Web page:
Serverless architecture Series (Part 2: Deeper dive into serverless architecture)
I hope my previous blog gave you got a good start at learning about serverless architecture. As promised, here is some more information on this topic to enrich your understanding of this implementation pattern. That’s right, in my opinion it is an implementation pattern. Because if you dig deeper, it’s not like there aren’t going to be any servers or backend systems. There will still be functions deployed as microservices, but isolated to a level that it’s easy for it to be scaled quickly.
So what makes an application serverless?
There are essentially four features that help convert your traditional functions and services to serverless. These are:
Zero administration – One of the primary goals of the serverless-based microservices model is to provide the freedom to developers to deploy the code without provisioning anything beforehand, or managing anything afterward. No more dependency on the infrastructure/Ops teams. No concept of an instance, OS running on that instance, or any instance management overheads.
Auto-scaling – Secondly, serverless-by-design lets your service providers manage the scaling challenges. There’s no need to fire alerts or write scripts to scale up and down. This allows for handling peaks and turfs in traffic and also the occasional lulls on the weekends, without any manual intervention. Tech serenity, if you ask me!
Pay per use – The concept of Function as a service provides the ability to compute and manage services based on usage, rather than pre-provisioned capacity. No more paying for idle time. The results could be significant, in some cases up to 90% cost savings over a cloud virtual machine. That’s real business value right there.
Increased velocity – Driven by the quick-to-market needs of today’s business models, this whole concept of being serverless gives developers the proverbial ‘wings’ and enables them to deliver functions on the fly. This is great for the Agile model of proving a functional concept and then designing it further.
To summarize, the major advantages of a traditional cloud model vs serverless are:
Cheaper than traditional cloud – you only pay for the time these functions are running
Scalable – support your business spikes and lows more efficiently
Lower human resources – Once its set and configured, theoretically the system does not need human intervention. You do need to monitor the logs and take actions when the system performs out of the set limits
Focus on user experience – this is key for business. As discussed throughout this blog, the whole concept gives business the ability to be agile in a true sense, allows them to try out new things, and fail quicker and move on to business models that actually work. It’s a win-win for any business.
Is serverless the silver bullet?
Well, not exactly. As with any other new technology, it does come with its own challenges. Some of the obvious ones include:
- Vendor lock in – At this point, the cloud service providers do not provide cross compatibility. Why would they? It’s not in their best interest. So as a consumer, you are locked in with the platform where you start. From the developer’s perspective, this is not as bad. Though when they have to integrate with services hosted on a different platform, they may have to negotiate a lot of challenges, such as connectivity, protocols, security and so on.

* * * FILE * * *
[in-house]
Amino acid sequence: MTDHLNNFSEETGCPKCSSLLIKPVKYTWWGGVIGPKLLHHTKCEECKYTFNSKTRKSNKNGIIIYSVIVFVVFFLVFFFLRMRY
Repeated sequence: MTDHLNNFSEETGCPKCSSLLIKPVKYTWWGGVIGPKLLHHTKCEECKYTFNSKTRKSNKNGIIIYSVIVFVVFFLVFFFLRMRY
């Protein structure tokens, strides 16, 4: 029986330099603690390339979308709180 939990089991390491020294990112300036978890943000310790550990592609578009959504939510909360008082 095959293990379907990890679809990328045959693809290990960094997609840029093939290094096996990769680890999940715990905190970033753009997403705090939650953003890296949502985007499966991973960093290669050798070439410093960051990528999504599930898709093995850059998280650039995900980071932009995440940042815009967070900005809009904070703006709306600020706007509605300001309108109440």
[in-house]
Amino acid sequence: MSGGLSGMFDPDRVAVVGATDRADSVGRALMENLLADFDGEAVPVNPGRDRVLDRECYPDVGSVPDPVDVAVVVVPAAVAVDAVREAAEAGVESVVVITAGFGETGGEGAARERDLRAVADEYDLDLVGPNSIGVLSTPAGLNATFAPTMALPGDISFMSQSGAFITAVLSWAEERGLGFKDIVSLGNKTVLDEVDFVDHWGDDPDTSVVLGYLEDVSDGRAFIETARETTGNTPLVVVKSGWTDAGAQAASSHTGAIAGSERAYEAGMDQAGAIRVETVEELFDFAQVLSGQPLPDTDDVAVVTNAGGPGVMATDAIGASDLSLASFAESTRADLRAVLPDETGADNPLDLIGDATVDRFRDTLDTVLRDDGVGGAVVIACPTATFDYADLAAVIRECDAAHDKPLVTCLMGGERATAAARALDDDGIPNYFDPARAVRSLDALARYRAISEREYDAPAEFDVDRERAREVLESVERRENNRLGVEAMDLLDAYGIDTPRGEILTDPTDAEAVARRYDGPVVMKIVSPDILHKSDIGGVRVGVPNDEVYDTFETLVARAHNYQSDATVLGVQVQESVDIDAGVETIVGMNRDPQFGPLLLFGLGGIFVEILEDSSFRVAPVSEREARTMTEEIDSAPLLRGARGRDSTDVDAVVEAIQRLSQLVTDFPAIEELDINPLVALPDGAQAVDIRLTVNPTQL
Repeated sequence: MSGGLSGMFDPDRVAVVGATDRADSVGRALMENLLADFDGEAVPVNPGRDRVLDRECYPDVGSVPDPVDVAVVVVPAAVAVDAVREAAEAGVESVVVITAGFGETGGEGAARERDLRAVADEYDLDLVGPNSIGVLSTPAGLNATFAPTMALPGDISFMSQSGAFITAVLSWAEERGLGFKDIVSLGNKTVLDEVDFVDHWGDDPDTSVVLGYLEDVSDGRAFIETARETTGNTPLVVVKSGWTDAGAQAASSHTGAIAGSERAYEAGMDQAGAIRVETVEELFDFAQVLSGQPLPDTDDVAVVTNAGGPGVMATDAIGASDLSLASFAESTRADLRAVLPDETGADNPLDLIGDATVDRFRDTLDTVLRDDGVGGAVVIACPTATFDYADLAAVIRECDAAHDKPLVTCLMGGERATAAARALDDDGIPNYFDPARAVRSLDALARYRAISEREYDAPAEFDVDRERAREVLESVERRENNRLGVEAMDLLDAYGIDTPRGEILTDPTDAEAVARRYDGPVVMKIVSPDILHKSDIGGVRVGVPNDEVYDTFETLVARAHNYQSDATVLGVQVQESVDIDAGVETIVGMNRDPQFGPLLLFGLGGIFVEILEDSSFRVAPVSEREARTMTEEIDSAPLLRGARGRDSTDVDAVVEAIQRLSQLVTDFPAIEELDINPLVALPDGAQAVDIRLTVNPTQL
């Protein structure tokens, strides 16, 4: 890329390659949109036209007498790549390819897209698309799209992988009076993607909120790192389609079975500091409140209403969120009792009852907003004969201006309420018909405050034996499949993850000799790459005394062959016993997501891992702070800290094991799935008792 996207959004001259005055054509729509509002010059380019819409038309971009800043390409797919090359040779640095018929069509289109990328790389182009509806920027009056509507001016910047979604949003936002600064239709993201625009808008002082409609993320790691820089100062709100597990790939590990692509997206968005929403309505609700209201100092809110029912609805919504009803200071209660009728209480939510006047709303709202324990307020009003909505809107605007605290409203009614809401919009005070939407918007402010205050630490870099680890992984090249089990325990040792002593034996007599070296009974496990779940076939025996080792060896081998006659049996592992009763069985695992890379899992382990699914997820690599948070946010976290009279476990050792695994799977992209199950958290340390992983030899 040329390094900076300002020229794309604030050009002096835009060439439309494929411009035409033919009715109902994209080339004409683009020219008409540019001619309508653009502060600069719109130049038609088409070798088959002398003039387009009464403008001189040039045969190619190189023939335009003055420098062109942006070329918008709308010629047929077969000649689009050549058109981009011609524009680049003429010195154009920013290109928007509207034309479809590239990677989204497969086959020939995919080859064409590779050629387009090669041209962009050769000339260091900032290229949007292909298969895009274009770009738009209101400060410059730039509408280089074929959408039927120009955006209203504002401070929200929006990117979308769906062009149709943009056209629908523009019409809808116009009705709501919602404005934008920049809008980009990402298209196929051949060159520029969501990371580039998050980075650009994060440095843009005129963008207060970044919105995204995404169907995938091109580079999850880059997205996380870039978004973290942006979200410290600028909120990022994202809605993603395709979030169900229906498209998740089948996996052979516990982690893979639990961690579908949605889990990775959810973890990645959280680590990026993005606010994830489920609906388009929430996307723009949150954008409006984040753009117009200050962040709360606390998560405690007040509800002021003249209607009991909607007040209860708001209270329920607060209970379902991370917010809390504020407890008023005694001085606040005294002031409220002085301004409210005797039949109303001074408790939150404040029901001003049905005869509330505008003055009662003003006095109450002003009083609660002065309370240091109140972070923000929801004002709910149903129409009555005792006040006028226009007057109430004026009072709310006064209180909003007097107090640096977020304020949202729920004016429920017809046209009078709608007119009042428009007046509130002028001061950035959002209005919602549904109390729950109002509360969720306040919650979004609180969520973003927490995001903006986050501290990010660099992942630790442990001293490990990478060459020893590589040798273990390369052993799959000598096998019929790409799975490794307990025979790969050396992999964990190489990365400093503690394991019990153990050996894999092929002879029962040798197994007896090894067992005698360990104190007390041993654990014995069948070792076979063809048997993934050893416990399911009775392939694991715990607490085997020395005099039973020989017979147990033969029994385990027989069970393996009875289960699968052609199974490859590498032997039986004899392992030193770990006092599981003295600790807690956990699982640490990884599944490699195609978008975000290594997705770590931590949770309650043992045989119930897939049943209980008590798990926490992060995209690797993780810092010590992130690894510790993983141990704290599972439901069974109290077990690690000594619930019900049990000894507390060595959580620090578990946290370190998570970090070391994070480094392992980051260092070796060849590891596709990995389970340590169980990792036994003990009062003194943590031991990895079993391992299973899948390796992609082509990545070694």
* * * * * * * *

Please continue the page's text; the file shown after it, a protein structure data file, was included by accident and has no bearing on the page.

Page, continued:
- Learning curve – Serverless is a new concept and it does take some time for teams to ramp up to make the best out of it. Nevertheless, there are new developments happening all the time. For example, there are a Serverless Kit and a Serverless Platform being designed by some experts, which are supposed to ease all the challenges mentioned here.
- Tip: I’ll be covering the severless kit in one of my upcoming blogs. Do keep an eye out for that!
But is it secure?
Absolutely, as long as you make it so.
As the architects would tell you, the details are in the design! As with any enterprise service, you need to design with security as a primary requirement of your application. You need to account for the fact that users will be interacting with this service directly, sometimes using their credentials. So, it is important to clearly understand how to limit what resources they have access to, what they can and cannot read and write.
It is highly likely that your service would be interfacing with 3rd party services, and it is imperative to consider the access to that service. For example, with Firebase (a real-time streaming database), you write custom security rules that are executed by the database engine to determine which users can read or write from different parts of the database. If you are writing your own micro-services, then you need to ensure that your services check the authenticity of the security token passed and verify the rights of the user.
I hope this blog helped you get a deeper understanding of serverless services. I’ll continue with our series in the next installment, covering a toolkit that helps reduce the burden of starting with this great platform. It has an obvious name of ‘Serverless Framework Toolkit.’ Until then, adios!
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Serverless Architectures Series (Part 1: What Is SA?) by Arun Chhatpar
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